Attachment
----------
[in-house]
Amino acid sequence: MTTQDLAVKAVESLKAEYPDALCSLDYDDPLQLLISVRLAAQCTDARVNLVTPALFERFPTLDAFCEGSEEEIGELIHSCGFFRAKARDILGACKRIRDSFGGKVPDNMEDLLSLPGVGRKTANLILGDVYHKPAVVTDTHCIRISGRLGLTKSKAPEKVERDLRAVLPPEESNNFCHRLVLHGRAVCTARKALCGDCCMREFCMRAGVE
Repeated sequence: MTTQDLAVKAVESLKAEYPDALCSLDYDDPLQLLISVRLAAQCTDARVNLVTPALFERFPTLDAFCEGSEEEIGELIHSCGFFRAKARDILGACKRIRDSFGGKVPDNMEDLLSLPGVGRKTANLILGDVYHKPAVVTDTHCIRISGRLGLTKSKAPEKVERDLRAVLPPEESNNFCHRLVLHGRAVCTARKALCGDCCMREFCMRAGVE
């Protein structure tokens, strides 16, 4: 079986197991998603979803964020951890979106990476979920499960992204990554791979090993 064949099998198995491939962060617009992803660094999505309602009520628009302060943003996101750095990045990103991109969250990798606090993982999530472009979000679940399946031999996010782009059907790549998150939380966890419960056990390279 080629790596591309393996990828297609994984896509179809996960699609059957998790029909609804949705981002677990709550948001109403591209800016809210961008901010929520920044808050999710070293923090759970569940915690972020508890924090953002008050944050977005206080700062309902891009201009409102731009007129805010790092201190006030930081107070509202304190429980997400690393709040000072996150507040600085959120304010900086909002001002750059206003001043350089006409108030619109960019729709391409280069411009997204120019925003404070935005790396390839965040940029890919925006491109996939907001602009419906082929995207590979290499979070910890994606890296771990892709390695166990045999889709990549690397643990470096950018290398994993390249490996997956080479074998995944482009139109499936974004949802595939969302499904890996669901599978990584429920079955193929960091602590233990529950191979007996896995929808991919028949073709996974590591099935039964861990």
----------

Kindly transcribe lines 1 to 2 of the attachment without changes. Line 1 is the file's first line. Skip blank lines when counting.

[in-house]
Amino acid sequence: MTTQDLAVKAVESLKAEYPDALCSLDYDDPLQLLISVRLAAQCTDARVNLVTPALFERFPTLDAFCEGSEEEIGELIHSCGFFRAKARDILGACKRIRDSFGGKVPDNMEDLLSLPGVGRKTANLILGDVYHKPAVVTDTHCIRISGRLGLTKSKAPEKVERDLRAVLPPEESNNFCHRLVLHGRAVCTARKALCGDCCMREFCMRAGVE